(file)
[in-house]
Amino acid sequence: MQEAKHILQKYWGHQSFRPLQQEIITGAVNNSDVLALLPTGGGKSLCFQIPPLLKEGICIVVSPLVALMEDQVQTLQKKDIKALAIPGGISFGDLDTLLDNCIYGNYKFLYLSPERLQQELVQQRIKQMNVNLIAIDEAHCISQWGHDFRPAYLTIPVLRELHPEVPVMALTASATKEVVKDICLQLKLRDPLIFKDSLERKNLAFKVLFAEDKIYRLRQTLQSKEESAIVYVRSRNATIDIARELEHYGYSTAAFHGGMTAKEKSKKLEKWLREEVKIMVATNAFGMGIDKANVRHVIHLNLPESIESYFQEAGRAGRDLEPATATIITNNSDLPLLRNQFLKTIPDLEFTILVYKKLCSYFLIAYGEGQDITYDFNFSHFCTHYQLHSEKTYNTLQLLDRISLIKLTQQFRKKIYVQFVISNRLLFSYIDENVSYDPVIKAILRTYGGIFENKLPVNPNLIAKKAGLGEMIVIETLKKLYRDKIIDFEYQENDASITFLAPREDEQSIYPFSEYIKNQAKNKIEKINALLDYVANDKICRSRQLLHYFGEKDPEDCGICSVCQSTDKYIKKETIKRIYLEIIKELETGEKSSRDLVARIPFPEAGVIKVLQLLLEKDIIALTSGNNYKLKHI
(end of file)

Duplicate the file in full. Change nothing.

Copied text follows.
[in-house]
Amino acid sequence: MQEAKHILQKYWGHQSFRPLQQEIITGAVNNSDVLALLPTGGGKSLCFQIPPLLKEGICIVVSPLVALMEDQVQTLQKKDIKALAIPGGISFGDLDTLLDNCIYGNYKFLYLSPERLQQELVQQRIKQMNVNLIAIDEAHCISQWGHDFRPAYLTIPVLRELHPEVPVMALTASATKEVVKDICLQLKLRDPLIFKDSLERKNLAFKVLFAEDKIYRLRQTLQSKEESAIVYVRSRNATIDIARELEHYGYSTAAFHGGMTAKEKSKKLEKWLREEVKIMVATNAFGMGIDKANVRHVIHLNLPESIESYFQEAGRAGRDLEPATATIITNNSDLPLLRNQFLKTIPDLEFTILVYKKLCSYFLIAYGEGQDITYDFNFSHFCTHYQLHSEKTYNTLQLLDRISLIKLTQQFRKKIYVQFVISNRLLFSYIDENVSYDPVIKAILRTYGGIFENKLPVNPNLIAKKAGLGEMIVIETLKKLYRDKIIDFEYQENDASITFLAPREDEQSIYPFSEYIKNQAKNKIEKINALLDYVANDKICRSRQLLHYFGEKDPEDCGICSVCQSTDKYIKKETIKRIYLEIIKELETGEKSSRDLVARIPFPEAGVIKVLQLLLEKDIIALTSGNNYKLKHI